Wednesday, April 22, 2015

Rural Water Supply Specialist to Highlight Capacity-Building

Kerstin Danert is a rural water supply specialist focusing on developing in-country capacity with respect to operation and maintenance, cost-effective borehole drilling, technology adoption and sector performance monitoring. Thus, her expertise comes literally "from the ground up"! We are pleased and excited to have Kerstin as one of our keynote speakers at this year's International WaTER Conference.

Kerstin's work has involved integrating institutional, socio-economic, cultural, political and technical aspects of rural water supply service provision in developing countries. She has provided face to face advisory and capacity development services to national and local Governments, NGOs and the private sector in over 10 countries in sub-Saharan Africa as well remote support for many more. Her current email listserve is a treasure-house of good advice from practitioners in the field.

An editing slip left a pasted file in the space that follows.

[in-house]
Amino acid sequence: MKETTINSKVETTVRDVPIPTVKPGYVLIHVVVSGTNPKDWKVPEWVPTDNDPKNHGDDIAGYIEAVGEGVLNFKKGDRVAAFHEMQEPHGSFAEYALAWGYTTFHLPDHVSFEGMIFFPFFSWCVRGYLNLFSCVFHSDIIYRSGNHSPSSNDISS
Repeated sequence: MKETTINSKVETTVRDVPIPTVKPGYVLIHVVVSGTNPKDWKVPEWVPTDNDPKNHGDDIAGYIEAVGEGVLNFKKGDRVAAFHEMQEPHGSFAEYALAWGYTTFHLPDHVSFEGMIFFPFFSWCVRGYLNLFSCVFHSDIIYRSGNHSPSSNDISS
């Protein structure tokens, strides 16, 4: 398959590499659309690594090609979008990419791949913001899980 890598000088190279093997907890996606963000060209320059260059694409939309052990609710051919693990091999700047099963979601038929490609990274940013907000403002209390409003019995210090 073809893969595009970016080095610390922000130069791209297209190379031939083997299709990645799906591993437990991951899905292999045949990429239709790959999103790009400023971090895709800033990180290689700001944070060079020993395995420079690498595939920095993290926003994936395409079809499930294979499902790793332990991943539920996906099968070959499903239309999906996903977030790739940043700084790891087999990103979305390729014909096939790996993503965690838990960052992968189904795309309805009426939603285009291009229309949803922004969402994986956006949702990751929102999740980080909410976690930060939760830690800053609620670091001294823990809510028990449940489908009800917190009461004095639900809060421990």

Kerstin lived and worked in Uganda for ten years up to 2008, when she moved to Switzerland to join Skat, an independent Swiss organization, to work in the fields of development and humanitarian aid. Since 2009, she has led the secretariat of the Rural Water Supply Network (RWSN), a global network of professionals and practitioners working to develop sustainable rural water supplies.

A survey of 81 WASH experts by the charity navigation website, Philanthropedia, has placed RWSN seventh (7th) in the list of most effective non-profit organizations - and the top network.  "Experts respect RWSN as a forum for discussion for 6,000 water professionals; a setting for knowledge exchange and networking. The RWSN is also useful as a resource that allows its member organizations to view the best practices of peer organizations and adopt them in their own. RWSN also provides guides to its member organizations providing tips regarding development." (from the organization's website: We look forward to welcoming Kerstin as an integral part of our Conference.
 WaSH practitioners and local villagers work together to install a pump system and learn how to operate and maintain it.

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